“I went home quite sad because I thought, 'That show is going to be amazing and they are going to have an incredible time and I won't be part of it, because I’m not going to get the job',” he said. But months later he got the call telling him he’d been hired.

“I burst into tears and opened a bottle of champagne!” Hammond said.

He joined the series in 2002 when it was rebooted with its now famous line-up of Clarkson, Hammond, May and racing driver The Stig. He remained there until 2015, when Clarkson was dropped after an altercation with one of the show’s producers. Hammond and May left alongside him, explaining that the three stars came “as a package”.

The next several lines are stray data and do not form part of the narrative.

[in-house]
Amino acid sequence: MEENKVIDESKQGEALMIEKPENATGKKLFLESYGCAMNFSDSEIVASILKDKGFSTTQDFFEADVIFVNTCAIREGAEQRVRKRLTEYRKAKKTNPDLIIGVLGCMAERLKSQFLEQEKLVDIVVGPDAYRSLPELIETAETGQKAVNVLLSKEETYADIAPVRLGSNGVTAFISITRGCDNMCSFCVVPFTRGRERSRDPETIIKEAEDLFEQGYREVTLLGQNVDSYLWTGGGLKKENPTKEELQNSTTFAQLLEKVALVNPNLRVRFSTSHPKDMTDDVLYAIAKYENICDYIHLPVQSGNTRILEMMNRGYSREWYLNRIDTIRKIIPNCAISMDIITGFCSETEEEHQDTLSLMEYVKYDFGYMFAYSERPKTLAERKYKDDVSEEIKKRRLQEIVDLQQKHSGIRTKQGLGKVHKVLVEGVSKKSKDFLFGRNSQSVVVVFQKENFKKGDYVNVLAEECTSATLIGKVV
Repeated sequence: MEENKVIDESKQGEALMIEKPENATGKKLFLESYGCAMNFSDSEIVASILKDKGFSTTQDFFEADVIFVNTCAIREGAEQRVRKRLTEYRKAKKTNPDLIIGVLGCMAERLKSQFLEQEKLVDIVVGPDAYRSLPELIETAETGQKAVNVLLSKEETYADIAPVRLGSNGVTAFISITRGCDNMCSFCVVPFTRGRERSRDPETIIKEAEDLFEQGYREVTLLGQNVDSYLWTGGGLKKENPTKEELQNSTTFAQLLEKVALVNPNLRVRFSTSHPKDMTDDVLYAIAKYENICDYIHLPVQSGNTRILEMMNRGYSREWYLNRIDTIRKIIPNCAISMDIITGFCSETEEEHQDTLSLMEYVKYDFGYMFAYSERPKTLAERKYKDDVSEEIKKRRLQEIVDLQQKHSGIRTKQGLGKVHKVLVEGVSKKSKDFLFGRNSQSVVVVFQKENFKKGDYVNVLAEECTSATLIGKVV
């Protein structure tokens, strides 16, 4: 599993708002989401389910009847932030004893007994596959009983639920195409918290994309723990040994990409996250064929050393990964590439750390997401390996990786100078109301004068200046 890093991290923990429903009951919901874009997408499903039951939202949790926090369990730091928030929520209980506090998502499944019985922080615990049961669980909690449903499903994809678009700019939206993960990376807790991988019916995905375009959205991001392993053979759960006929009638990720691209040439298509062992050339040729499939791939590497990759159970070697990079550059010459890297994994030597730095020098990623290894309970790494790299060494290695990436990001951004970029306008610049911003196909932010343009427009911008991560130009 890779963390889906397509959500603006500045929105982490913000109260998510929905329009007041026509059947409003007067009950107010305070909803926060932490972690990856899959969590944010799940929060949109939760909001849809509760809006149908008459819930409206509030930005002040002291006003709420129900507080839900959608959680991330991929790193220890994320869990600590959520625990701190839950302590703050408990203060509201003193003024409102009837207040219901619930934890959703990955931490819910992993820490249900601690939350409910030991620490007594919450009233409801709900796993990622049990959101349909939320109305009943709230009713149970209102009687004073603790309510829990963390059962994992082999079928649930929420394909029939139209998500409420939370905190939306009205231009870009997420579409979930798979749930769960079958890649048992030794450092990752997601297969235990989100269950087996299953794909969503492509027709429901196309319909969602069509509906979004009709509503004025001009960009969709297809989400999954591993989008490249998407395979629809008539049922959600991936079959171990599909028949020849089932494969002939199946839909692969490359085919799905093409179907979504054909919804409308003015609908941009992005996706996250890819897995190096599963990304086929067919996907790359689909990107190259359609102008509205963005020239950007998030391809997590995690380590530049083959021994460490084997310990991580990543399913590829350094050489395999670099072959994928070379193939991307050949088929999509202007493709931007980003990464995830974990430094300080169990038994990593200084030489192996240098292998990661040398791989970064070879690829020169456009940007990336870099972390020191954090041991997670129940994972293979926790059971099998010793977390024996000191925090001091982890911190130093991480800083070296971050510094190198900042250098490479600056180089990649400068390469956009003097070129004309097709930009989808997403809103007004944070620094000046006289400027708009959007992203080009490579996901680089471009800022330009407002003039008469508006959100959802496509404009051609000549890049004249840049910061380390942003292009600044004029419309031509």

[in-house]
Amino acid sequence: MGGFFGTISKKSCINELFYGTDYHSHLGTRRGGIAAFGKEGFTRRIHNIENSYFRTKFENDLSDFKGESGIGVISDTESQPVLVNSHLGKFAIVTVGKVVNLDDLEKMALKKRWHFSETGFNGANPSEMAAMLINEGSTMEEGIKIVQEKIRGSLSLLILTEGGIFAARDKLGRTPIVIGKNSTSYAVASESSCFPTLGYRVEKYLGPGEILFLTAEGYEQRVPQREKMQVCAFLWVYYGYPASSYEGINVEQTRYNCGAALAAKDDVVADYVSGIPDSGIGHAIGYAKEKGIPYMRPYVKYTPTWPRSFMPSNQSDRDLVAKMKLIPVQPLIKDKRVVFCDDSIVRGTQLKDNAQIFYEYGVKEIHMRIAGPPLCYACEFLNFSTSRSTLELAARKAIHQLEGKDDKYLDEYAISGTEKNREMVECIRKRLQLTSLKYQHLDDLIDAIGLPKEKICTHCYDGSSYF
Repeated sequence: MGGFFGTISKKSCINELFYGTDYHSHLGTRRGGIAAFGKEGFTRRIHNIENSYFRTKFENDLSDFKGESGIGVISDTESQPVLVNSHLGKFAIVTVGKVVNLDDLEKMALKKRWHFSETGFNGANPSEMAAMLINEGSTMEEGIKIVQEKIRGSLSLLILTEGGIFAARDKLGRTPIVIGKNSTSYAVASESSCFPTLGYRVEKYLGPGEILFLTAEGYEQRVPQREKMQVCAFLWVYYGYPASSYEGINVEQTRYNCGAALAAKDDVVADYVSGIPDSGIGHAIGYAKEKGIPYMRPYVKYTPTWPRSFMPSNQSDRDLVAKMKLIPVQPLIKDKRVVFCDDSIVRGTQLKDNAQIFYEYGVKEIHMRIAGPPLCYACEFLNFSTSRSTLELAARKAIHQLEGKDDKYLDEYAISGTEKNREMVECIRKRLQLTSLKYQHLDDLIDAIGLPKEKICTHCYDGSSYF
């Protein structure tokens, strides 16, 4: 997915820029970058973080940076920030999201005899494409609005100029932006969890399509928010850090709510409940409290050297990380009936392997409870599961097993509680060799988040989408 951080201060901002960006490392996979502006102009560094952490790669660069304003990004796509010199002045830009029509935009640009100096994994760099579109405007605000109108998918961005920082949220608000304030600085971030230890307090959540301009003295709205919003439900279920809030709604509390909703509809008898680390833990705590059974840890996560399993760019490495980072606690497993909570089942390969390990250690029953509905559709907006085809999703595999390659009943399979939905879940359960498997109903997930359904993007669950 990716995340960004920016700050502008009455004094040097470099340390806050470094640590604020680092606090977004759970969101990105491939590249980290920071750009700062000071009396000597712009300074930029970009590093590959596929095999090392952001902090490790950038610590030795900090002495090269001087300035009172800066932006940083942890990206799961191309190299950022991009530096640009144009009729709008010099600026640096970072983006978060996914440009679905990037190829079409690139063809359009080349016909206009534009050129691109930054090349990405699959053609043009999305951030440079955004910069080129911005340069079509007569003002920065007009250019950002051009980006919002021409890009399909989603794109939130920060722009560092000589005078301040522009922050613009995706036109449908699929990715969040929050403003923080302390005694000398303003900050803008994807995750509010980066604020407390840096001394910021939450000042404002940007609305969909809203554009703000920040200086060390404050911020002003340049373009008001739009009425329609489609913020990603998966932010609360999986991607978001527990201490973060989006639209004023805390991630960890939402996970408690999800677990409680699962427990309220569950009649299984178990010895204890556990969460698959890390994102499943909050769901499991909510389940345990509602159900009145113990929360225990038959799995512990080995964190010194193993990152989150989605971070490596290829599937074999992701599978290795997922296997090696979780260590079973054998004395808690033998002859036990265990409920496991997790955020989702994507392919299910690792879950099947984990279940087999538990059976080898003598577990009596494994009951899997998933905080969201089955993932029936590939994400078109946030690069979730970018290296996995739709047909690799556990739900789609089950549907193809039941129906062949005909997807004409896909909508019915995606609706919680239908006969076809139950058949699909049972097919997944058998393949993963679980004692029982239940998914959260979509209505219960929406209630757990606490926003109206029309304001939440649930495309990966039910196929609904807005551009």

Hammond found himself in hot water in 2011 when he made a comment about Mexican cars during an episode of Top Gear. The TV star was discussing the Mastretta sports car when he said: "Why would you want a Mexican car? Because cars reflect national characteristics don't they?

Photo by: Dennis Van Tine/STAR MAX/IPx201712/7/17Jeremy Clarkson, Richard Hammond and James May at a promotional event for 'The Grand Tour', with a new season about three middle-aged men rampaging around the world having unusual adventures, driving amazing cars, and engaging in a constant argument about which of them is the most annoying.
Richard Hammond was in hot water over his Mexico remarks. (Dennis Van Tine/STAR MAX/IPx201712/7/17)

"Mexican cars are just going to be lazy, feckless, flatulent, overweight, leaning against a fence asleep looking at a cactus with a blanket with a hole in the middle on as a coat."

His comments sparked complaints, with the Mexican ambassador writing to the BBC about the “outrageous, vulgar and inexcusable insults”.